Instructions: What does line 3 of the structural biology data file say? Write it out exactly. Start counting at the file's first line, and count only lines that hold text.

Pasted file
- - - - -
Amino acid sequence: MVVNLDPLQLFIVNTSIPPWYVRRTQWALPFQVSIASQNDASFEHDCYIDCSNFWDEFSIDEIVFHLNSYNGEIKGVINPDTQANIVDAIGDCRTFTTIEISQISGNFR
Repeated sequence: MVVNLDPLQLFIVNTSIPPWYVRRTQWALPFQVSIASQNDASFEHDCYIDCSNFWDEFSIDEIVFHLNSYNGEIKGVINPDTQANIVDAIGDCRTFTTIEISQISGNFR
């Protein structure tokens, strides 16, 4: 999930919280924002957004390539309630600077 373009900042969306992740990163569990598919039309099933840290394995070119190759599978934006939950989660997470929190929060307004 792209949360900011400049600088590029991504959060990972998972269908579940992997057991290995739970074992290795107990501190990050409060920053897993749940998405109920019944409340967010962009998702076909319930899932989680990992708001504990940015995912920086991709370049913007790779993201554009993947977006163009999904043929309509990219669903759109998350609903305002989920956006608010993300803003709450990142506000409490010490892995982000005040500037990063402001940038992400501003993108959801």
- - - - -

């Protein structure tokens, strides 16, 4: 999930919280924002957004390539309630600077 373009900042969306992740990163569990598919039309099933840290394995070119190759599978934006939950989660997470929190929060307004 792209949360900011400049600088590029991504959060990972998972269908579940992997057991290995739970074992290795107990501190990050409060920053897993749940998405109920019944409340967010962009998702076909319930899932989680990992708001504990940015995912920086991709370049913007790779993201554009993947977006163009999904043929309509990219669903759109998350609903305002989920956006608010993300803003709450990142506000409490010490892995982000005040500037990063402001940038992400501003993108959801």